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Gabino Silva: Hammock Maker

by John Tarleton
March 1999

SAN AGUSTINILLO, Mexico—A compact Mexican man with a bushy moustache and a twinkle in his eye was standing in front of a rectangular, wooden frame in the shade at the bottom of an arroyo. He was working on his latest creation: a matrimonial-sized hammock with a very Mexican color scheme of bright yellow, pink, green and black. Yellow- breasted chihueros were singing in the canopy overhead. The ocean that he used to ply for a living was just out of earshot.

“I Like to Use My Mind”

The man paused from his work to describe how he had drawn up the color scheme. Then, he he bent down low in front of the frame and pointed at a group of four, tightly interwoven black and green threads that changed color depending on which way he turned the hammock. He drew out the pattern in the dust and talked with the excitement and the conviction of someone who is always experimenting and teaching himself something new.

“I like to combine colors,” Gabino Silva said. An unlit Gratos cigarette was wedged between his lips. “I’ll be working on a hammock and then I’ll think of a new combination and I’ll rush over to draw it in my notebook. I like to use my mind.”

Gabino, 45, first went to work in a turtle slaughterhouse when he was 16. Later, he became a fisherman who caught everything from red snapper to shark. He has an 8th-grade education and a tireless curiosity. He reads everything from Reader's Digest to Plato’s Republic. A shortwave radio is always nearby to tune into newscasts from around the world. And, 14 years ago he made the creative leap from repairing large fishnets to teaching himself how to make some of the most colorful and durable hammocks in all of Mexico.

“They make a damn good hammock,” said Jonathan of Burlington, Vermont. He has been coming to Mexico for three years and never before had been comfortable in a hammock. “The hammocks are so big you can lay anyway you want and your body is evenly supported. It’s like being weightless.”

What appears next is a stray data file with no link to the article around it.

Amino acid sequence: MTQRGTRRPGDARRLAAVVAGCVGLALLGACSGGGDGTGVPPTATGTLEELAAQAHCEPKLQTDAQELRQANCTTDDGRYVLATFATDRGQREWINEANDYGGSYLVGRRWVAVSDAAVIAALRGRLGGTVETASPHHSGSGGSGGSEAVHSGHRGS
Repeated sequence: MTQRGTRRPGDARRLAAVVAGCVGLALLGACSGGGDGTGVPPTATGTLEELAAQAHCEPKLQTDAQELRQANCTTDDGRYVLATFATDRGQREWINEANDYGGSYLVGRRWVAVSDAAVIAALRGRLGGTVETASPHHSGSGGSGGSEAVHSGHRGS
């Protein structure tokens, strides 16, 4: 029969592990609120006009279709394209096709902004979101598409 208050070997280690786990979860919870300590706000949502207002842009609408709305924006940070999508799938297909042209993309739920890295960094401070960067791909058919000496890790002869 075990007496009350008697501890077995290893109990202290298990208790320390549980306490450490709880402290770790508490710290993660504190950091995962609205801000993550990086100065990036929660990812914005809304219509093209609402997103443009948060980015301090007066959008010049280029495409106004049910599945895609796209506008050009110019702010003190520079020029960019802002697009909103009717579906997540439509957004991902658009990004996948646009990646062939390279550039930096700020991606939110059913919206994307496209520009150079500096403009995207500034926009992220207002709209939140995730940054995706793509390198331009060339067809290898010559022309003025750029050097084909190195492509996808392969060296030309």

Glen of Taos New Mexico has been coming to San Agustinillo since the mid-1980s. And, he has bought some of Gabino’s hammocks to resell in the United States. “It's high quality,” he said. “The design, the color, the strength. What I tell people is that they’re getting a really fine piece of furniture.”

Hard Times

Hard times propelled Gabino’s transition into hammock making. San Agustinillo is a tranquil fishing village of 150 people (plus a sprinkling of winter snowbirds) located on the sun-splashed Pacific Coast of Oaxaca, 500 miles southeast of Mexico City.

Fourteen years ago, it had neither paved roads nor electricity. And when middlemen in Acupulco cut the price they were paying to members of the village’s newly-formed fishing cooperative, Gabino found himself scrambling. He had to support himself and his partner Zita and their five children who were subsisting on a diet of rice, beans, squash and corn tortillas plus whatever else they could catch: iguanas, turtles, fish, crabs, snails, grasshoppers and large, bean-sized black ants that flourish at the beginning of rainy season.

Learning How to Make a Better Hammock

Gabino’s brother-in-law showed him a basic, one-color hammock made in Juchitan, 240 km to the northeast. He studied the hammock carefully and was confident that he could make a better one. However, he was broke. A friend lent him the money to buy his first supplies. And he has been making hammocks ever since.

“Gabino has learned to make hammock by dissecting hammocks. He's mostly self- taught,” said his friend.

Nowadays, Zita, all five children and a half-dozen neighbors are all weaving in their sparetime, following Gabino Silva's intricate designs. The family sells the hammocks from their small restaurant at KM 7.4 on the highway from Puerto Angel to Mazunte. Silva closely inspects each hammock. And he assesses fines for any lapses in quality.

“I don’t receive many flawed hammocks,” he said.

Gabino has continued studying the designs in other weaving from as far away as the Yucatan and Guatemala and incorporates their best aspects into his own work. His hammocks have anywhere from four to 23 colors. Some of his most colorful productions, he says, have been inspired by San Agustinillo’s fiery sunsets.

His individual-sized hammock has 960 super-fine #9 nylon threads. The matrimonial, 1220 threads. The hammocks are double and triple re-enforced in high stress points. And, they come with a lifetime guarantee. Each hammock takes about five days to produce.

“I’ve always tried to be the best at whatever I do,” Gabino said. “If I didn’t continue making good hammocks, my customers wouldn’t believe in me.”


The Pacific Coast of Oaxaca Website
Real Oaxaca

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